15 APRIL 1876, Page 4



WE said last week that we held it to be still doubtful what view the vast majority of the electors take, or whether-they take any decided view, as to the question of the Queen's new title. And certainly the week which has since elapsed has not cleared up the doubt. It is obvious enough that, on such points as these at least, there is a very great difficulty in getting at the true state of public opinion, and that our Newspaper Press does not materially help us. Mr. Disraeli quoted the other day the statement of the late Mr. Walter, that his mode of judging of public opinion was by the drift of the letters he received ; and probably no mode of judging could be better,—so long as the public opinion of which you are judging is a public opinion which is accustomed to express itself by means of letters. But Mr. Disraeli's last Reform Bill carried us down to a class of electors who certainly are not accustomed to express their opinions by means of letters, a fact which, perhaps, explains why the newspapers usually regarded as the best organs of public opinion, are themselves manifestly at fault as to the views of the great majority of the Electorate on the Queen's Title. We all know what the middle-classes think about it. We all know that if the Electorate still were what it was ten years ago, the Govern- ment would either have withdrawn from their position, or would have received by this time notice to quit. But there is as yet no sufficient reason to assert that our present masters take the same view, and something very like reason to think that they are indifferent about the matter. This indifference may no doubt wear off. If some one would but translate the Prince of Wales's letter to Lord Northbrook on his visit to India,—the letter published in Tuesday's papers,—into the language in which it must have been couched if he had visited India after this change of title, instead of before it, the process of the crystal- lisation of opinion might be quickened. We doubt if the Elec- torate realise at all as yet that in relation to all the State affairs of India the Queen must be called "Empress" in future in all official documents, and that, of course, in all such documents their old name for their ruler, to which they are accustomed, in- deed probably attached, will entirely disappear. But as yet it cannot be doubted that the existing constituencies are either not deeply moved by what has been done, or if they are deeply moved, have a very strange difficulty in making it known. Very likely we have got down to a constituency which writes letters neither to the papers nor to its representatives, even on matters on which it has a strong feeling,—that, as Lord Salis- bury said of India, our new constituencies are "dumb," except when they are dropping their voting-papers into the ballot-box. Still, if they felt strongly, one would suppose it would haVe come out by this time through public meetings, or in one way or another, what it is that they feel. Supposing that they have really found no way of indicating a widely spread con- viction, the sooner Members of Parliament organise some mode of communicating with them, the better it will be for the House of Commons as a representative body. There would be something unconstitutional even in the very Con- stitution, if it turned out that, on no question which arises after a general election, is the House of Commons really in a position to appreciate the tendencies of the constituencies which it is brought into existence to represent.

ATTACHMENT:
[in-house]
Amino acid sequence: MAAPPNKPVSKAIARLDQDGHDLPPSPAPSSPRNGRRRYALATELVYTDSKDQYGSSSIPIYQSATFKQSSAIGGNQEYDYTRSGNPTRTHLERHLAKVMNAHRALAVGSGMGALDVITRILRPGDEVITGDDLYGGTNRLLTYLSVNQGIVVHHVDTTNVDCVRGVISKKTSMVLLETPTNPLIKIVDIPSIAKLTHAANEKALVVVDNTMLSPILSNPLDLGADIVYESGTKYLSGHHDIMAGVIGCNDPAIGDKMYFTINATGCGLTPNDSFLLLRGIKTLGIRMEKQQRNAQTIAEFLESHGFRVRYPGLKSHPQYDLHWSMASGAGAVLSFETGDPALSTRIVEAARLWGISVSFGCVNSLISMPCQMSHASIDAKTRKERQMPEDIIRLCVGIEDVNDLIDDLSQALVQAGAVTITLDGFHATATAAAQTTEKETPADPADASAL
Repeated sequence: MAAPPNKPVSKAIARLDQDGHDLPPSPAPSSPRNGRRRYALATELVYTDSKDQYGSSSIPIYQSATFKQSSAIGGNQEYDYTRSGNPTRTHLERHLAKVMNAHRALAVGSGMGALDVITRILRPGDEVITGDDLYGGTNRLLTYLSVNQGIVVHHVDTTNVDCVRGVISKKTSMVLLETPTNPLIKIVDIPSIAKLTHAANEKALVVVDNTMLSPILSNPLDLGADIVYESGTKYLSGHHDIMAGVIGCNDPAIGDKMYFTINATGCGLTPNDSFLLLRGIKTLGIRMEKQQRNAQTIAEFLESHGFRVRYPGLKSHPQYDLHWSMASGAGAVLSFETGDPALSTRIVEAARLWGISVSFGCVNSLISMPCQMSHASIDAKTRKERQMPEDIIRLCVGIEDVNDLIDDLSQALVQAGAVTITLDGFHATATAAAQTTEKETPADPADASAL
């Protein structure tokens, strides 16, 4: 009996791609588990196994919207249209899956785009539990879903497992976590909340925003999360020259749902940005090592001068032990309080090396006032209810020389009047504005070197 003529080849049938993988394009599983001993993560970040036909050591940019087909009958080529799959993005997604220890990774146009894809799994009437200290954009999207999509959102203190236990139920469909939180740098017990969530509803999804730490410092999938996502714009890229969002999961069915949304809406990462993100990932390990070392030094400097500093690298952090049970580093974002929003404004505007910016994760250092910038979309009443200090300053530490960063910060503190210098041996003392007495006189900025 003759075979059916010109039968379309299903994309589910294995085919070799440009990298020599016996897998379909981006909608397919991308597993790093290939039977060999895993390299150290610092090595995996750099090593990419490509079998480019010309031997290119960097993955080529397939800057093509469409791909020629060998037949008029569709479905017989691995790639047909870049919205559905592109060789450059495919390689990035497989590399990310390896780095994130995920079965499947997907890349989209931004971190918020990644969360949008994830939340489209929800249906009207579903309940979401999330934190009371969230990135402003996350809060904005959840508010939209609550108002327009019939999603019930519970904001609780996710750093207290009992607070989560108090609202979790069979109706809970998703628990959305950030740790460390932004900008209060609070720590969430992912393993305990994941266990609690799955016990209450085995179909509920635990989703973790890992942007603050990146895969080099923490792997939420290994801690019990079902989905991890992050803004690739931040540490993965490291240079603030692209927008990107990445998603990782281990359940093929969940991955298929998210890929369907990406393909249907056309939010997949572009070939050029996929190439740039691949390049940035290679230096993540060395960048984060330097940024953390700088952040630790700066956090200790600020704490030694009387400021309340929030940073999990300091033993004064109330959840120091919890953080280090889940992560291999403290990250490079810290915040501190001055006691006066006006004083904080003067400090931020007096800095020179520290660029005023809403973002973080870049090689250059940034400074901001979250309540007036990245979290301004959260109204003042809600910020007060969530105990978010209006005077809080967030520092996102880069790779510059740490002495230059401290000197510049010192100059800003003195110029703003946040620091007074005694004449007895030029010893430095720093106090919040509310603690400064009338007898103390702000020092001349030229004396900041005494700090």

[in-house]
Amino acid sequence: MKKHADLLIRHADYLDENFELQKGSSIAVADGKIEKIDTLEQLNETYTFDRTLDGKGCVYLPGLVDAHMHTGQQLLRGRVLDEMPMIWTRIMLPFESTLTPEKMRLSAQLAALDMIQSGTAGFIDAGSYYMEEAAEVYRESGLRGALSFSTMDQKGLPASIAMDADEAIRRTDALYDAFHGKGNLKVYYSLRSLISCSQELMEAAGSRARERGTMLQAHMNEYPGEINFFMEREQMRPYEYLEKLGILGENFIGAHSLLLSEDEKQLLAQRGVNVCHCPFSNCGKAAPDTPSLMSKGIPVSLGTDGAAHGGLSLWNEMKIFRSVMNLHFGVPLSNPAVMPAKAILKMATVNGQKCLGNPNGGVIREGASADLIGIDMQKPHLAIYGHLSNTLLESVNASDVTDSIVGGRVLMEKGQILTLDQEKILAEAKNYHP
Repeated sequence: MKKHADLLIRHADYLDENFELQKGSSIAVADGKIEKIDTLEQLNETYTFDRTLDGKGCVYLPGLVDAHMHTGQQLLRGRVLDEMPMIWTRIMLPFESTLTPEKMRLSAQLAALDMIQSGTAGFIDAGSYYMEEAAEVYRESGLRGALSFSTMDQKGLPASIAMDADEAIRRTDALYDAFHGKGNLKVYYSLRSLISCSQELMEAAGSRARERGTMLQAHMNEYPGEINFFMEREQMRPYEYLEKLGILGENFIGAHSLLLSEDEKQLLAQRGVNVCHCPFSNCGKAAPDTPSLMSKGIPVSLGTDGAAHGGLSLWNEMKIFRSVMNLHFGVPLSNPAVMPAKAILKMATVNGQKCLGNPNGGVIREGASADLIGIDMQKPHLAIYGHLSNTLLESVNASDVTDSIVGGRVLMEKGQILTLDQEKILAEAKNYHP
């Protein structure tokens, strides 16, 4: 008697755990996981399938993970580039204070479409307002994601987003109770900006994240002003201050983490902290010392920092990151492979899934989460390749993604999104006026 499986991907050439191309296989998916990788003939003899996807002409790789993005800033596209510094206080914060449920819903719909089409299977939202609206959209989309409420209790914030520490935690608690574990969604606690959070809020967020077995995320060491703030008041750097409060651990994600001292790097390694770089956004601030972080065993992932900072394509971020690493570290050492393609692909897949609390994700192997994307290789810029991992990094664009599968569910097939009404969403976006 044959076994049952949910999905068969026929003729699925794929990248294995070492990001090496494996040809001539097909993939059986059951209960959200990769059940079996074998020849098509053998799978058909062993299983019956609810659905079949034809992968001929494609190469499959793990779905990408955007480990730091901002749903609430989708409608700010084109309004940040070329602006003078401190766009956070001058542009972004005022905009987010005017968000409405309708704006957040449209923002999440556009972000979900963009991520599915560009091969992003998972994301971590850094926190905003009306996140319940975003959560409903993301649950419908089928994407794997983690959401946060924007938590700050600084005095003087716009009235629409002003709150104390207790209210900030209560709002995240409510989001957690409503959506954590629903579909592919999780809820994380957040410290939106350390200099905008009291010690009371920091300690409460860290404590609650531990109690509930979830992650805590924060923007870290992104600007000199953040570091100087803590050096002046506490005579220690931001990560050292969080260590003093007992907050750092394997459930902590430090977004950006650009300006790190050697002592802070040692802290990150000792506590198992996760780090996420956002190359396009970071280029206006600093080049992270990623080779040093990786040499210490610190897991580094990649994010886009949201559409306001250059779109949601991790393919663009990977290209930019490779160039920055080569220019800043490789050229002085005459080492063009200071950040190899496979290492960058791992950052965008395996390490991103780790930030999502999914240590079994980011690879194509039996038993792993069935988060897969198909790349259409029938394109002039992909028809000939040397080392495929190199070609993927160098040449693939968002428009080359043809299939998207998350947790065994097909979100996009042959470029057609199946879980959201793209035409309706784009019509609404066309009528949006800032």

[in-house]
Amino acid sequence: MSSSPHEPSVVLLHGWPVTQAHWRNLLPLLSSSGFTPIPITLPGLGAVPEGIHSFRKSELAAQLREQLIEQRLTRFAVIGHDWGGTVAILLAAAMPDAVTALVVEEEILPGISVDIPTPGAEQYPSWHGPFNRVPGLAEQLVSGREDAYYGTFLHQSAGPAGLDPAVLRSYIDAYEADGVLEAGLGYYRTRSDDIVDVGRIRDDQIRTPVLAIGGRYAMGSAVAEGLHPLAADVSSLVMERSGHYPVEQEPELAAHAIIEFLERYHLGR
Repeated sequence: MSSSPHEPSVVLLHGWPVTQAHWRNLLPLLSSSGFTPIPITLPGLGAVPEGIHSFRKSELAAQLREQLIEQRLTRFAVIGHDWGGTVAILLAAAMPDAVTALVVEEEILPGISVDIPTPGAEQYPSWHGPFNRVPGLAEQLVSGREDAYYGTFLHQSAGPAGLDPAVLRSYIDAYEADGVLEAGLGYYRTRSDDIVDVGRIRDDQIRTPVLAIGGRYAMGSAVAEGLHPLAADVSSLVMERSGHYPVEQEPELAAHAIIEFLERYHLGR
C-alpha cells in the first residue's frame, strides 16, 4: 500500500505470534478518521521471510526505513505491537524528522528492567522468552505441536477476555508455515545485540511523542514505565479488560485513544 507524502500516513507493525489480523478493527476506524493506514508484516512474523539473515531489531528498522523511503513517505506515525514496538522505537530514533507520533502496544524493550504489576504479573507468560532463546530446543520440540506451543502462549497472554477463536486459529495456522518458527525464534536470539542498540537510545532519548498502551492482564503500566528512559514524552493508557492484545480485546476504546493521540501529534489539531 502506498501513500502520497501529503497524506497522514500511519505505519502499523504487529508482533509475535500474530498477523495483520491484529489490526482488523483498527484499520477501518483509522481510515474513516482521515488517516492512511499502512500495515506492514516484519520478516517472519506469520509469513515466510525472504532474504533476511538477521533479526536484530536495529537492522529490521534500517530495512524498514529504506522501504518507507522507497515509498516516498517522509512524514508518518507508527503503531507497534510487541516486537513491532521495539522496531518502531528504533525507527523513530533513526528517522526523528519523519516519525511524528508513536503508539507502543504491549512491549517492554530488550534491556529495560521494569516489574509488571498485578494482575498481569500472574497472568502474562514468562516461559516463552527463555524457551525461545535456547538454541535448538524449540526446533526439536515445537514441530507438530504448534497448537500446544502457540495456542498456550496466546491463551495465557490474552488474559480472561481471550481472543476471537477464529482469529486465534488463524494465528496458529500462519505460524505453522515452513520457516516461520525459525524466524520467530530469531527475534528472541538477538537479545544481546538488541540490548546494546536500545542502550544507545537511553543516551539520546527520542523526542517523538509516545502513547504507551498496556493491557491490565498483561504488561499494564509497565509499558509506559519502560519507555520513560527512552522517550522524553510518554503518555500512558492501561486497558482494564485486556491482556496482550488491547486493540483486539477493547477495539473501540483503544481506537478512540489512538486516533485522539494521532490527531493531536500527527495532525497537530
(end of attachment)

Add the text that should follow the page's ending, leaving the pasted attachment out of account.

But we suspect that the explanation is a different one, namely, that the majority of the new constituencies do not seriously care about the historical continuity of the Royal Title ; that some of them are perhaps as much pleased with the new title as Aladdin's mother was with the new lamp, which had more than the glitter, though none of the magic of the old,—by the way, that cartoon of Mr. Disraeli, as the hostile magician, who is offering the new lamp in exchange for the old, does Punch more credit than any one of its conceptions for many years past,—while most of them, perhaps, do not in-. Wrest themselves much in the matter, unless they happen to be eager Republicans, who rejoice in a mistake so wounding to the " historical conscience " of Englishmen. But if this be, as we suspect, the true solution, how formidable a prospect of the operation of democratic institutions this glimpse of it holds out! We have never felt very much alarmed at the so-called danger of Democratic tyranny, but we should feel a very great deal of alarm at the danger of Democratic indifference,—of the people's complete--abdication of the political govern- ment, while formally retaining it. Masses of freemen' do not always decide rightly, but if they have a very strong opinion in one direction, it is very rarely evert desirable that that opinion should be overruled. They will learn more by having their blunder acted upon, than- by having a truer view imposed on them by force. The real danger of Democracy is not in what it wills, but in what it. leaves unwilled which ought to be,4frilled,—in its. vacancy of mind, rather than in its wilfulness or caprice. For the matter stands thus :—If you give, under the name of self- government, to the masses the right to decide on matters on- which they entertain no wish and have no intention of express- ing a Irish, you get none of the advantages of self-government, and none of the advantages of arbitrary government. The- people, of course, do not decide what they take no interest in, but they have all the responsibility of the decision which comes from some other quarter, and so they throw their aegis over those who do decide. It is usually supposed, indeed, that if section of the people take a lively interest in a particular step to which the great mass of them are 'indifferent, the little active opinion which does exist will turn the scale, and carry with it the weight of popular opinion. Unfortunately the more ex- perience we have of democracies, the more certainly we know- that this is not in the least how they work in practice. Where- no strong popular feeling really exists, the opinion of a section, however energetic, is apt to be quite merged in the inertia of the mass of apathy. So it is in the United States. It is quite certain that no considerable class there really prefers. to see political corruption. It is equally certain that one very, energetic class, the class of thinking and upright politicians who realise what infinite mischief such corruption makes, abhor it, and would get the whole country to act, if they, could.. But the great mass of the electors are apathetic. Either they don't believe in the facts, or, if they do, they don't regard the evil as a serious one ; and at all events, some- how or other it happens that the active section of opinion- instead of turning the scale, is of little or no aee,onnt. If only one voter in four cares about a particular reform, the three who don't care will be more swayed by any trifle which really interests them than by the wish of the fourth who does care. In fact, a very faint feeling which really per- vades a whole constituency has probably more effect on the elec- tions than a very strong one which only affects a small portion of it. This might not be the case if the constituency could be consulted separately on every important point. Supposing a vote could be taken on Corruption alone in the United States,. it might possibly appear that the considerable class which wishes to put an end to it would be permitted to do so. And so if a vote could be taken on the Royal Titles Bill alone- in England, it might possibly appear that the considerable class which detests the change, as a breach with history, would be permitted to veto it. That, however, can never be. When- ever an appeal to the constituencies comes, it is an appeal on a great number of subjects, amongst which even the question of _ confidence in persons has, of course, far more influence than any question about which three voters in every four care nothing at all for their own sakes, and very little even for the sake of the fourth who does care. The preponderance of popular indifference on any point does not result in leaving the decision to the minority who are not indifferent, but in swamping that minority altogether. And this seems to us an increasing danger in our constitu- tional situation, that we are turning up more and more subjects on which the constituencies do not care to decide, either wrongly or rightly,—do not, in fact, care to decide at all, and, further, that these are often subjects on which a good deal depends. This, no doubt, is one chief reason why the stops and keys of the new House of Commons seem so much more difficult to find than those of the old,—namely, that instead of these being deter- mined by the opinions of the constituencies, the constitu- encies have no real opinion of their own at all upon six (say) out of every ten questions which come before the House, se that there is a quite new opening for caprice and iirbitrariness about the tone of the House,—the House being itself not chosen, we must remember, from any caste marked by such clear traditions of its own as to supplement the deficiencies of the constituencies in this respect. The truth is that the representa- tives of large democratic constituencies are probably more nearly unfettered, on a great many of the most important ques- tions of the day, than the representatives of very limited con- stituencies. ever were, but yet that, most unfortunately, they are much less competent to form valuable opinions of their own on these questions, and much more likely to be actuated by extraneous considerations of no real value, than were formerly those representatives of more limited constituencies who used to feel themselves very seriously fettered. Democracies are, indeed, very exigeant on what they do care about. On such matters they insist on having delegates rather than represen- tatives. And they choose persons often better fitted to be delegates than to be representatives. But then they leave them a great deal more accidental freedom on matters of high importance than more select constituencies ever choose to leave. And so it too often happens that we get a represen- tative body which does not know the people's mind on great affairs, because the people have no mind on those affairs, and which is not itself sufficiently high-minded to abide by its own true judgment on any point on which it is not important to its relation with its masters that it should abide by it. Vacant- minded constituencies too often choose men who would be free to decide great questions for themselves, if they only had the spirit and the nerve ; but who have learnt to lean so much on their constituencies, and to care so little for exercising a fine political discretion, that they have not the spirit and the nerve to act strongly in any matter on which they are not controlled.